Austin Maynard Architects has reinterpreted the conventional granny flat with its latest project in the Melbourne inner-city suburb of Fitzroy.
Speaking to ADR recently, its director Andrew Maynard describes Terracotta House as a “good middle ground” for its owner to live with her family, but also have her own space and a sizeable vegetable patch.
“Belinda did not want to take up too much space,” explains Maynard.
“She was so committed to having a garden that wasn’t driving distance, but also wanted to provide her son and his family with the opportunity to live in a vibrant inner-city suburb, close to their work, which they would otherwise be unable to afford.”
Belinda was very much the driver of this multi-generational home, which is divided across three buildings.
The original timber-clad Victorian workers cottage was set aside for her son and left untouched externally. Inside, Austin Maynard Architects re-arranged the layout, moving the living zone from the rear of the house to the front.
Walls were removed and a new kitchen and bathroom installed, simplifying circulation at the same time.
“With a thoughtful internal renovation and some maintenance, the existing character [of the cottage] was retained and enhanced,” says Maynard.
“Though the front garden and verandah didn’t change in form too greatly, it changed in function – rather than purely ornamental, it’s now a productive, working and recreational space that connects to the community-rich street.”
Belinda’s new home takes the form of a 100-square-metre, two-storey building that sits “among the neighbouring gardens and outbuildings”.
Built boundary to boundary to maximise natural light, Terracotta House features earthy red Monier Nullabor roof tiles that “spill down” the walls to meet reclaimed brick.
“We wanted to find materials that Belinda was really comfortable with,” explains Maynard.
“She had some plants in terracotta pots in her old courtyard and that’s what led us to these tiles. The idea being that we would take something meaningful to her and create a home out of it.”
The bricks, which are hand brushed and reclaimed from a local recycling yard, also hold some significance, with Maynard referring to them as University of Melbourne yellow – a nod to Belinda’s own tenure as a dean, albeit at another university.
Lines of black steel frame and accentuate the facade of Terracotta House in a cost-saving measure the practice has dubbed a “comic book illustration brought to life.
“As architects, we spend so much time concealing flashing and capping, but in this project we had a really tight fixed budget,” says Maynard.
“Our solution did challenge Belinda a bit, but we were fortunate that Belinda had faith in us.
“Architecture is a little bit like that Forrest Gump box of chocolate quote. You don’t really know what you’re going to get until you move in, but you just have to have faith and trust in the finished project.”
Terracotta House stands out for more than just its unusual facade. The home also interacts directly with the laneway behind it, with an independent entry onto the street.
“There are hundreds and hundreds of kilometres of laneways all through Melbourne, but people are wary of them,” explains Maynard.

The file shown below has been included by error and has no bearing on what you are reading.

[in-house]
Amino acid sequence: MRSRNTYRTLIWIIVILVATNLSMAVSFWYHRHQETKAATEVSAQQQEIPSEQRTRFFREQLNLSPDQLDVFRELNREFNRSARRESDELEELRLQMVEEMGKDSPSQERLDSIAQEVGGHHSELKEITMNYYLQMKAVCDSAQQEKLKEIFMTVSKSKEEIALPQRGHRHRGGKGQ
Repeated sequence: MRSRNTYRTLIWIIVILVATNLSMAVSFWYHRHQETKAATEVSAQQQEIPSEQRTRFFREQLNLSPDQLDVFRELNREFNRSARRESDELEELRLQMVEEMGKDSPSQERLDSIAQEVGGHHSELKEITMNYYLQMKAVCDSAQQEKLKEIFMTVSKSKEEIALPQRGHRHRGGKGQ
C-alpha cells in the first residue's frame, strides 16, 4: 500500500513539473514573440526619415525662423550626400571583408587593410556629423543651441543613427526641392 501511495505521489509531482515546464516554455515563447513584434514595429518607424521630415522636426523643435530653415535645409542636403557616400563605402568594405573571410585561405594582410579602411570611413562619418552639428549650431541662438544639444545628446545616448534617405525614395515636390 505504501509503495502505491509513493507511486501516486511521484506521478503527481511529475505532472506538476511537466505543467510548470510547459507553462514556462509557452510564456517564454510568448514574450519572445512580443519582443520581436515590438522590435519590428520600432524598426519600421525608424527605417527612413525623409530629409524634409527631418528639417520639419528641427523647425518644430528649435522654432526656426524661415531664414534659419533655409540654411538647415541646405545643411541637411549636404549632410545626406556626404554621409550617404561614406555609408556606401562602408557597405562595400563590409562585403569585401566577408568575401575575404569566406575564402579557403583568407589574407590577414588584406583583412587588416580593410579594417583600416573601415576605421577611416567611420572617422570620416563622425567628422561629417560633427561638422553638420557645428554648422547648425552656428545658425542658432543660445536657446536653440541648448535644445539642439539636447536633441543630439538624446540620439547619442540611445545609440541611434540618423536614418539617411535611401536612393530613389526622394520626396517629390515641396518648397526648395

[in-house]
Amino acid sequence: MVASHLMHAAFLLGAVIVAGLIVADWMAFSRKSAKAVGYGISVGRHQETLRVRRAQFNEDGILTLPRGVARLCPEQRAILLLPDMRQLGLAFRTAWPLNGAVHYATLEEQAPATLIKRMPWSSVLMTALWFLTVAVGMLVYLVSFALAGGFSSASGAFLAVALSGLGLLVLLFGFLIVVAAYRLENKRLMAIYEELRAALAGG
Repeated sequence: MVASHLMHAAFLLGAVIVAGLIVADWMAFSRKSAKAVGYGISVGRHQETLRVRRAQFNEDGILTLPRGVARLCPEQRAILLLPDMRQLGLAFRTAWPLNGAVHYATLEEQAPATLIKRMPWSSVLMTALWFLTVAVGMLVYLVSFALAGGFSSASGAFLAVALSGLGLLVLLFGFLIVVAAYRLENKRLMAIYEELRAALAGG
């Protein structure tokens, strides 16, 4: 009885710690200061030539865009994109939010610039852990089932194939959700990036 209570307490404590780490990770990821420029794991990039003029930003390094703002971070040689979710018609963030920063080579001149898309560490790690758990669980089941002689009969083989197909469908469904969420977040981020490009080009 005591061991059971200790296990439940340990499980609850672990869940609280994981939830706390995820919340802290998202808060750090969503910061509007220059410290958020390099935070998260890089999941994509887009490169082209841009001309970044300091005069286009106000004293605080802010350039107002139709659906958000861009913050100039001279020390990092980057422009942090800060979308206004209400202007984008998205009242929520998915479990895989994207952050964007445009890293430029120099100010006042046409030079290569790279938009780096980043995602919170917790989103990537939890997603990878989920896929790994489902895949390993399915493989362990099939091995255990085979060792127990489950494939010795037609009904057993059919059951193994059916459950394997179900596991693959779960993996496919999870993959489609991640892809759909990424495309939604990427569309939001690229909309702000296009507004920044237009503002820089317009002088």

“We see it as leftover utility space. It’s not ours, therefore, it’s where bad things could happen. But in reality, it’s great free public space. So why not give as much love and care to a laneway as you would your own backyard?
“I want to live long enough to see these laneways reclaimed.”
Back on Belinda’s property, a smaller pavilion and expansive garden connect Terracotta House to the original workers cottage.
Affectionately dubbed “the dematerialised zone”, it was designed as a place for the two families to come together without encroaching on each other’s personal space.
“We always ask ourselves, ‘What will this project look like in 100 years?’,” says Maynard.
“So it was important for Terracotta House to be easily separated into two residences, each with their own slice of garden. I really liked that there’s enough flexibility for that in the future.”
The pavilion opens directly onto the garden, framed by some of the leftover recycled bricks and limestone pavers, and houses a laundry, toilet, library, cinema, writer’s studio, music room and guest accommodation with fold-out Murphy bed.
When it came to the interior design, Belinda challenged Austin Maynard Architects’s aesthetic, which leans towards concealing things like appliances and storage behind joinery.
“Belinda loves the farmhouse look, where everything is on display from the fridge to the magnets on the fridge, so we really had to rethink the way we do interiors to suit her style.”
Pandanus wallpaper in Eucalypt by Willie Weston, a local studio run by two non-Indigenous women in partnership with Indigenous artists, defines Terracotta House’s living room.
In the adjacent kitchen, a solid silvertop ash benchtop is paired with messmate timber joinery with laminate door and drawer fronts in Bayleaf.
A “salt and pepper” finish to the structural concrete slab floor and white walls were deliberately chosen for a muted feel that would ensure all three buildings blended internally.
“With the interiors, we wanted the new parts to be really clear, but you didn’t want to feel like you were just smashing old and new together,” concludes Mayanrd.
“So the interiors are muted in places, but still textural and really interesting, especially when it comes to the huge open shelving in the pavilion.”
Photography: Derek Swalwell.
Founded in 2002 by Maynard, Austin Maynard Architects is an architecture practice based in Fitzroy, Victoria.
Last year, the practice brought a touch of the German Alps to this Melbourne home.